Live cattle shipment boosts Fonterra's presence in China

Fonterra has taken another major step into China with what is thought to be New Zealand's largest live cattle shipment.

cows Source: 1 Sport

Nearly 11,000 in-calf dairy cows arrived by sea, bound for Fonterra-owned farming hubs near Beijing.

The Fonterra-owned cows left New Zealand in late July and as the company looks to expand its operations in China more animals are getting ready to head that way.

More calves have been bred especially for Chinese conditions and will leave when they are carrying calves of their own at around two years old.

"It's actually a win-win. It's helping grow the industry and create more demand for New Zealand milk," farmer and Fonterra director Ian Farrelly said.

And with 11,000 Kiwi cows already docked in China those in the industry are confident there's room for more without creating competition for New Zealand farmers and milk products.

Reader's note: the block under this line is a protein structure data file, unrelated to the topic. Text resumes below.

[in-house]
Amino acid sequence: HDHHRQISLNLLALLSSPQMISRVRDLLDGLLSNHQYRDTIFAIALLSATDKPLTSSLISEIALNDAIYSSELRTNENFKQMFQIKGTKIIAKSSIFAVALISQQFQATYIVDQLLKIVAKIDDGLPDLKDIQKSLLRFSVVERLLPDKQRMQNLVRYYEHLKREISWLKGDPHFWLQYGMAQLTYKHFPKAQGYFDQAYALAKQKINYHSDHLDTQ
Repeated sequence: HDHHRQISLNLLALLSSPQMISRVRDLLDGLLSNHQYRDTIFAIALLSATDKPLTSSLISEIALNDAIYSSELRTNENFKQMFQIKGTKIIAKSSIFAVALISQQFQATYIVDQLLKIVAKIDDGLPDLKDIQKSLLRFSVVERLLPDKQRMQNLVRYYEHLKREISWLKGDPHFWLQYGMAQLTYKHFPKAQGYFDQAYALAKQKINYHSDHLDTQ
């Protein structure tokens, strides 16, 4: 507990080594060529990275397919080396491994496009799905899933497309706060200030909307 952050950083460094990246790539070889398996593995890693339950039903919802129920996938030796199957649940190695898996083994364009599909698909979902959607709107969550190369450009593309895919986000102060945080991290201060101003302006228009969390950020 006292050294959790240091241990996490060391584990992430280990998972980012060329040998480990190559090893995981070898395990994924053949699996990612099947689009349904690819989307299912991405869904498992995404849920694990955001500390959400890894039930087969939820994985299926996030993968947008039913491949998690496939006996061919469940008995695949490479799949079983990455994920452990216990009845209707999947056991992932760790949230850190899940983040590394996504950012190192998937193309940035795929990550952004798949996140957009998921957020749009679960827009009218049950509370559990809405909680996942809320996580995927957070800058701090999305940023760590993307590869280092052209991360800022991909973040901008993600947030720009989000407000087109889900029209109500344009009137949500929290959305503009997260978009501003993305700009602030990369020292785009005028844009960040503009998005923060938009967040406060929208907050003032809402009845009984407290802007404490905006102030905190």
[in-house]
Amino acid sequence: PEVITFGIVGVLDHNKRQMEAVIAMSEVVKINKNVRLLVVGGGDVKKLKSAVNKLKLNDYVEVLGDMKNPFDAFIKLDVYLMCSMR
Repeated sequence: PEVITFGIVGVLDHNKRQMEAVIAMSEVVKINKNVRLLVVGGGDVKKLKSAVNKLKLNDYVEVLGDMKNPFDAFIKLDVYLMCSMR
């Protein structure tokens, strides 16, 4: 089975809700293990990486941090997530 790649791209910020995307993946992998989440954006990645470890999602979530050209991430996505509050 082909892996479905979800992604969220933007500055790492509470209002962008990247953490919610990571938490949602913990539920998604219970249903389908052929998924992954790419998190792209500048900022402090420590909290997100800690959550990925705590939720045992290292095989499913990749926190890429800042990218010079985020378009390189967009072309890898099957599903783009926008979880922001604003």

"The economy over there is growing so quickly, there's something like 60,000 babies born a day, half of them are born in the city and most are bought up on milk," Mr Farrelly says.

Concern has been raised about live export in the past but Fonterra says animal welfare is a top priority and while three cows died on the trip, the majority gained weight.

"We have a team of specialists on board and take all measures we can to ensure animal comfort," livestock director Fiona Carrick says.

The cows will be in quarantine for 45 days before they head to a farm.

Life for the cows will be different in China but Fonterra says they are very well looked after. Facilities are world class, they live on feed lots and when they are inside there's air conditioning and they are milked three times a day.

Federated Farmers is supportive of sending stock to China but concedes some local farmers needing to buy stock might be worried about such a huge number of animals leaving the NZ market.

"Obviously if you kept them all here in New Zealand you would increase the supply in New Zealand and prices would be down," Federated Farmers dairy industry group chairperson Andrew Hoggard said.